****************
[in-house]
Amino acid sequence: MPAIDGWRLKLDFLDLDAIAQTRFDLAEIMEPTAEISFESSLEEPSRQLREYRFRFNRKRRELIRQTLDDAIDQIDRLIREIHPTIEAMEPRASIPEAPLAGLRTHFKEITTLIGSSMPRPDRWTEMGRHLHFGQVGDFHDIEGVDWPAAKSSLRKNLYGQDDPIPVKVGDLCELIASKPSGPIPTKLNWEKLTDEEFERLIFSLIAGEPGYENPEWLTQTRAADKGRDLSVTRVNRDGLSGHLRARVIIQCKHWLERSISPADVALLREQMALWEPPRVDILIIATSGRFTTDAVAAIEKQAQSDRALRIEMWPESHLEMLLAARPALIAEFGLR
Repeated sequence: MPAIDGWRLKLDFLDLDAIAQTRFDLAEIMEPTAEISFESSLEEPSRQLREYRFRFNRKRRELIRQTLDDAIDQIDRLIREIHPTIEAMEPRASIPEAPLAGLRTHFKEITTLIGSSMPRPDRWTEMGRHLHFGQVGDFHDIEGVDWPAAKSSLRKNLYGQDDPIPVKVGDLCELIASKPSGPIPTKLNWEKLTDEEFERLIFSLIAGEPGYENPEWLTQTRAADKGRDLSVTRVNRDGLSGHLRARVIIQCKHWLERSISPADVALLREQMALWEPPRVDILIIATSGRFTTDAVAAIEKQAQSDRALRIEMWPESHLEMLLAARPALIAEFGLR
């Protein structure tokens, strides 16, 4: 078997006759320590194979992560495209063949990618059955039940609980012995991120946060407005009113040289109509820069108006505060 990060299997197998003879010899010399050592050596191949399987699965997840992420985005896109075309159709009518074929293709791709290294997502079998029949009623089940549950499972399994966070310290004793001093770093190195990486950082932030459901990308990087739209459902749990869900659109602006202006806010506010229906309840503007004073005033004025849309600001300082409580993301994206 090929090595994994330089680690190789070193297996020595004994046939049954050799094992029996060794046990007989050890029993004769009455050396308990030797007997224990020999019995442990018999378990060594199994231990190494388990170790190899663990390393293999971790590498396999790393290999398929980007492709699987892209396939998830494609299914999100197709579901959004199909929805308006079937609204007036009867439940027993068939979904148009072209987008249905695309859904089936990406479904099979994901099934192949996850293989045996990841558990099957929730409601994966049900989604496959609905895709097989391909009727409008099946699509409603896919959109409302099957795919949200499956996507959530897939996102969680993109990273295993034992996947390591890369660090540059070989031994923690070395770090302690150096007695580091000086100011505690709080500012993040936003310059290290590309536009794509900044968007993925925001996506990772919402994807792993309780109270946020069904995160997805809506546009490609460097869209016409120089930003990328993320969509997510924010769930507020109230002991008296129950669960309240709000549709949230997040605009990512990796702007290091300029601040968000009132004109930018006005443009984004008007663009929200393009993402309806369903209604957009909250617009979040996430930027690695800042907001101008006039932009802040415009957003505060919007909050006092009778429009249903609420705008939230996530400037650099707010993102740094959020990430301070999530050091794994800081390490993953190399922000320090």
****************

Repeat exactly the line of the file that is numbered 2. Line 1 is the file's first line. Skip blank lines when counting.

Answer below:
Amino acid sequence: MPAIDGWRLKLDFLDLDAIAQTRFDLAEIMEPTAEISFESSLEEPSRQLREYRFRFNRKRRELIRQTLDDAIDQIDRLIREIHPTIEAMEPRASIPEAPLAGLRTHFKEITTLIGSSMPRPDRWTEMGRHLHFGQVGDFHDIEGVDWPAAKSSLRKNLYGQDDPIPVKVGDLCELIASKPSGPIPTKLNWEKLTDEEFERLIFSLIAGEPGYENPEWLTQTRAADKGRDLSVTRVNRDGLSGHLRARVIIQCKHWLERSISPADVALLREQMALWEPPRVDILIIATSGRFTTDAVAAIEKQAQSDRALRIEMWPESHLEMLLAARPALIAEFGLR